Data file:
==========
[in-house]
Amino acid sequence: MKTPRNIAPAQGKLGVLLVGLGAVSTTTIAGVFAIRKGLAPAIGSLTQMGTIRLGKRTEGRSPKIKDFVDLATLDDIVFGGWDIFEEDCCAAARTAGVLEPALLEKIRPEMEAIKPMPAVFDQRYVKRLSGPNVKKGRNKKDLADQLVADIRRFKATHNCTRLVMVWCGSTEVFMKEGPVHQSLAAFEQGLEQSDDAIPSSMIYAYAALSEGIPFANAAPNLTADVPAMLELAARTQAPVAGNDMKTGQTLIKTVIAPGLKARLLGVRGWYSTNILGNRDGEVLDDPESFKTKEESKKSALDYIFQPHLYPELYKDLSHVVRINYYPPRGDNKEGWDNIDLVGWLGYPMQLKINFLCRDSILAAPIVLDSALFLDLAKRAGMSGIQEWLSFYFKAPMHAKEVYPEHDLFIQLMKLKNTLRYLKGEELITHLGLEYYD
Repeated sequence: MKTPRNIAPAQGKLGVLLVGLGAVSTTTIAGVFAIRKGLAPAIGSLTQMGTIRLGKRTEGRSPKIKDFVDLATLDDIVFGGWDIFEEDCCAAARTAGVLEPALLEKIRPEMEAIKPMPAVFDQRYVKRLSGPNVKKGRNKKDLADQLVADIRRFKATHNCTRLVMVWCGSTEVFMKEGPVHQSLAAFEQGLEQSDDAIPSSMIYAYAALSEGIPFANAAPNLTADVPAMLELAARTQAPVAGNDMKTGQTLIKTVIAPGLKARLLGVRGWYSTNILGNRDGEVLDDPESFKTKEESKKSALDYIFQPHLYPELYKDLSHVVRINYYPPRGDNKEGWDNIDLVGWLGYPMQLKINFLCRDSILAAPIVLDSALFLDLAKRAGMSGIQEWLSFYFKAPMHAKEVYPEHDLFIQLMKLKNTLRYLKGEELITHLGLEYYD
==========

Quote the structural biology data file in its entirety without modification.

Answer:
[in-house]
Amino acid sequence: MKTPRNIAPAQGKLGVLLVGLGAVSTTTIAGVFAIRKGLAPAIGSLTQMGTIRLGKRTEGRSPKIKDFVDLATLDDIVFGGWDIFEEDCCAAARTAGVLEPALLEKIRPEMEAIKPMPAVFDQRYVKRLSGPNVKKGRNKKDLADQLVADIRRFKATHNCTRLVMVWCGSTEVFMKEGPVHQSLAAFEQGLEQSDDAIPSSMIYAYAALSEGIPFANAAPNLTADVPAMLELAARTQAPVAGNDMKTGQTLIKTVIAPGLKARLLGVRGWYSTNILGNRDGEVLDDPESFKTKEESKKSALDYIFQPHLYPELYKDLSHVVRINYYPPRGDNKEGWDNIDLVGWLGYPMQLKINFLCRDSILAAPIVLDSALFLDLAKRAGMSGIQEWLSFYFKAPMHAKEVYPEHDLFIQLMKLKNTLRYLKGEELITHLGLEYYD
Repeated sequence: MKTPRNIAPAQGKLGVLLVGLGAVSTTTIAGVFAIRKGLAPAIGSLTQMGTIRLGKRTEGRSPKIKDFVDLATLDDIVFGGWDIFEEDCCAAARTAGVLEPALLEKIRPEMEAIKPMPAVFDQRYVKRLSGPNVKKGRNKKDLADQLVADIRRFKATHNCTRLVMVWCGSTEVFMKEGPVHQSLAAFEQGLEQSDDAIPSSMIYAYAALSEGIPFANAAPNLTADVPAMLELAARTQAPVAGNDMKTGQTLIKTVIAPGLKARLLGVRGWYSTNILGNRDGEVLDDPESFKTKEESKKSALDYIFQPHLYPELYKDLSHVVRINYYPPRGDNKEGWDNIDLVGWLGYPMQLKINFLCRDSILAAPIVLDSALFLDLAKRAGMSGIQEWLSFYFKAPMHAKEVYPEHDLFIQLMKLKNTLRYLKGEELITHLGLEYYD